Eagle Cap Wilderness, Oregon

The rock fell away to greensward that lapped black timber on the opposite wall. I peered over. A rifle-shot below, antlers shook a bush.

“What a deer!” My friend Lowell, scant yards to my left, was mistaken.

“It’s an elk,” I hissed. Long tips jutted well above deer height. I glimpsed a chocolate neck.

Silence. Then: “Better look from here.”

I backed off the lip and eased to my pal’s side. I gasped. The dark-necked animal was a mule deer. Antlers, thick as baseball bats, surely spanned a yardstick.

“There’s no way.” With bows and arrows, we had 200 yards to close, our only path the rock.

We slipped over the edge, and down perhaps the length of a Scottish fly rod. The deer vanished.

Come October, I packed into that country with a rifle. I killed a deer in the gulch, but not the buck I’d seen—the biggest buck I’ve ever seen.

Wilderness is like that, revealing sparingly its treasures, yielding them with great reluctance.


I moved to Oregon’s Wallowa Valley in 1975, without a job. The country drew me as it must have the Nez Perce, whose ancestors arrived 600 years ago. Vaulting to 9,800 feet over a deep, mile-long lake with textbook moraines from the Pleistocene Epoch, the Wallowa Mountains boast 30 summits that are more than 8,000 feet—an alpine lake (one of 60) at 8,900! Hunters ply 530 miles of trail in this 360,000-acre patch of the Wallowa-Whitman National Forest, designated primitive in 1930, declared the Eagle Cap Wilderness a decade later.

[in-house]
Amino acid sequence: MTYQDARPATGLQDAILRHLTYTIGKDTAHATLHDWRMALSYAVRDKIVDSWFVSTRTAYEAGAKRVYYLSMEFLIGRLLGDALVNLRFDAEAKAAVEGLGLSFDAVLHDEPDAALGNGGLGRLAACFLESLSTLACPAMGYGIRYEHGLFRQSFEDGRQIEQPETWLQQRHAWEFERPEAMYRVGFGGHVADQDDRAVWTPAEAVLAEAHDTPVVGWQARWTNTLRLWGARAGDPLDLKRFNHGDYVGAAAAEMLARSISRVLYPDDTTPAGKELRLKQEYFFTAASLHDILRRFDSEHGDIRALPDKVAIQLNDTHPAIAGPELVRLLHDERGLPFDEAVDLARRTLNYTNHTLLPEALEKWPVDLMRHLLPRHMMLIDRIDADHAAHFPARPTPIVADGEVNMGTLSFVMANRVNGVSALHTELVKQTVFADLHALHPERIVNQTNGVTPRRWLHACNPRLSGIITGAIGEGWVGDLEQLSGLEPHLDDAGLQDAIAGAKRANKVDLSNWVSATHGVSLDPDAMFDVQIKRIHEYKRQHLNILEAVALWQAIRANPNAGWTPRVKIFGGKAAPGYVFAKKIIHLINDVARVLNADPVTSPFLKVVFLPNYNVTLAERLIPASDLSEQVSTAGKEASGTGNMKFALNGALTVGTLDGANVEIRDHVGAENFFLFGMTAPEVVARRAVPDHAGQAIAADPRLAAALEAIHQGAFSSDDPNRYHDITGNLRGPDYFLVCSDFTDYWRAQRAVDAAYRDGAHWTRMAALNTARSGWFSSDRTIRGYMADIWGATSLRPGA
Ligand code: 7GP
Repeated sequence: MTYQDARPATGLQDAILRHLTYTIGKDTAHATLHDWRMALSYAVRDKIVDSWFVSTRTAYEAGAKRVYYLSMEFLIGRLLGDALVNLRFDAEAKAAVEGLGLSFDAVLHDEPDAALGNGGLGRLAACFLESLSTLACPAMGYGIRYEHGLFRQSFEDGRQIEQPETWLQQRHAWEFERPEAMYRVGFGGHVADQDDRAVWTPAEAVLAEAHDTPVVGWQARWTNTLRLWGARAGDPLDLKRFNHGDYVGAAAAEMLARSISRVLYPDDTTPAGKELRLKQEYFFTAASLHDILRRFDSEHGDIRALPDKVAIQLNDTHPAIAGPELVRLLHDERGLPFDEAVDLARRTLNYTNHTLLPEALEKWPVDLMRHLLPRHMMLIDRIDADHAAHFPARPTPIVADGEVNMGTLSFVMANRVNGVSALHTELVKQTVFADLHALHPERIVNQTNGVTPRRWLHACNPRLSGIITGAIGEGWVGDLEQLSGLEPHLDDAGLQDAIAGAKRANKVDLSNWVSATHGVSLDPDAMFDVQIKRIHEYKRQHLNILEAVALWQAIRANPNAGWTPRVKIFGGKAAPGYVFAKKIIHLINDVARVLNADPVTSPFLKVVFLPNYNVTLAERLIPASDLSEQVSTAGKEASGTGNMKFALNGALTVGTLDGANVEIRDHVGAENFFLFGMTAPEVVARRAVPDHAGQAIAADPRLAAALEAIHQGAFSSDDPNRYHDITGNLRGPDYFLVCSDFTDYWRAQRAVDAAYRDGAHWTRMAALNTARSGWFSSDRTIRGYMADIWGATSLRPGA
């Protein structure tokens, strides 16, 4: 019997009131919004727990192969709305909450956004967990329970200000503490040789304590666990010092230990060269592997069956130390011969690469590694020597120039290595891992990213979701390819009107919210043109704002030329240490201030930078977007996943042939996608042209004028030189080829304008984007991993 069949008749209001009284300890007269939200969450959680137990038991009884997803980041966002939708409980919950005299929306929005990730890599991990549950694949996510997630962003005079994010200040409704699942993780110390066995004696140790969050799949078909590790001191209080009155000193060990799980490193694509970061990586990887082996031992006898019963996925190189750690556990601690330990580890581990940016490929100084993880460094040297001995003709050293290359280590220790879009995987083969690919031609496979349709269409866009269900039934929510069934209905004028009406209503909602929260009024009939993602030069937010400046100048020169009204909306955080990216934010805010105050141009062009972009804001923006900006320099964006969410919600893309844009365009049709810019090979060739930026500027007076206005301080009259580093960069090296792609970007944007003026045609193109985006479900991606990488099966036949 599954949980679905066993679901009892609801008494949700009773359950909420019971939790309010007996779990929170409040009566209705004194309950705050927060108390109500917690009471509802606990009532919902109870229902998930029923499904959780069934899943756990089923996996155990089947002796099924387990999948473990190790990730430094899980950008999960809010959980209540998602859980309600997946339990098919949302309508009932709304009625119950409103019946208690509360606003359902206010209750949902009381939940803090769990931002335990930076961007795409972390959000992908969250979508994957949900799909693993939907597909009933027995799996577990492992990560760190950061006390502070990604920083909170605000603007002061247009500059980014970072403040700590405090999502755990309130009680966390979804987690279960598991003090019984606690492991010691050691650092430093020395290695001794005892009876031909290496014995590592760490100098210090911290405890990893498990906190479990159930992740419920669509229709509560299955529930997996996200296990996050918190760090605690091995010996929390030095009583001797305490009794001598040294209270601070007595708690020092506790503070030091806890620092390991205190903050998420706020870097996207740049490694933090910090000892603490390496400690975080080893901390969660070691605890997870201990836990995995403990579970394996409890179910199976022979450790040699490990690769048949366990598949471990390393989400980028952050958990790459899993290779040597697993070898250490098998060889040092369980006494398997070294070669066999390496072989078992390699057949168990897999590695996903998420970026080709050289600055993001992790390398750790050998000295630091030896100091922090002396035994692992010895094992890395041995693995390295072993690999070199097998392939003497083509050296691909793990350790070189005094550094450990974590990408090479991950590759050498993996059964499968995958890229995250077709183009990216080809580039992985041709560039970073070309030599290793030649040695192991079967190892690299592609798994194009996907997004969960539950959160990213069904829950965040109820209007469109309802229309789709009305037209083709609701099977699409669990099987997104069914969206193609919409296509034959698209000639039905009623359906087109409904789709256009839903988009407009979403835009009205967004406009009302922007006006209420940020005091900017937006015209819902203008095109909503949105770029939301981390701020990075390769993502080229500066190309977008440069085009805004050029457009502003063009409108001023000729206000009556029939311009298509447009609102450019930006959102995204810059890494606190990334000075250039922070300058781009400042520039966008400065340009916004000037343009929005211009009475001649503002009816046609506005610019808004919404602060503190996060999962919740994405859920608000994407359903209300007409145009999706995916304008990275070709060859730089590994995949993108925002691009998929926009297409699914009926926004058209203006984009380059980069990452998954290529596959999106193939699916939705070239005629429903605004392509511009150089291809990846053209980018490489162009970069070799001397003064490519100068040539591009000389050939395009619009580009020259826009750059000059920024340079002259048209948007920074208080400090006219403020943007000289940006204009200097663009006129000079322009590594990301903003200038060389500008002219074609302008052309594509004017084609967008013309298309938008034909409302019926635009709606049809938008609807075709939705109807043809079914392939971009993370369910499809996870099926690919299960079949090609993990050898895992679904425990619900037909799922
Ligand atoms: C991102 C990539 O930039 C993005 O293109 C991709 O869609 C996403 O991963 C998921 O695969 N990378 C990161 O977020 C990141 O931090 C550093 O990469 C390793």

Above timber you see far, but not always well. You must probe the little places where bucks live. One old deer circled my friend unnoticed. From across the canyon, I waved him back. That buck didn’t expect a second visit.

Alpine wilderness like the Eagle Cap has little winter range. You’ll look hard to find mature bucks, harder to find big ones. But wilderness isn’t about easy. It’s about wild.

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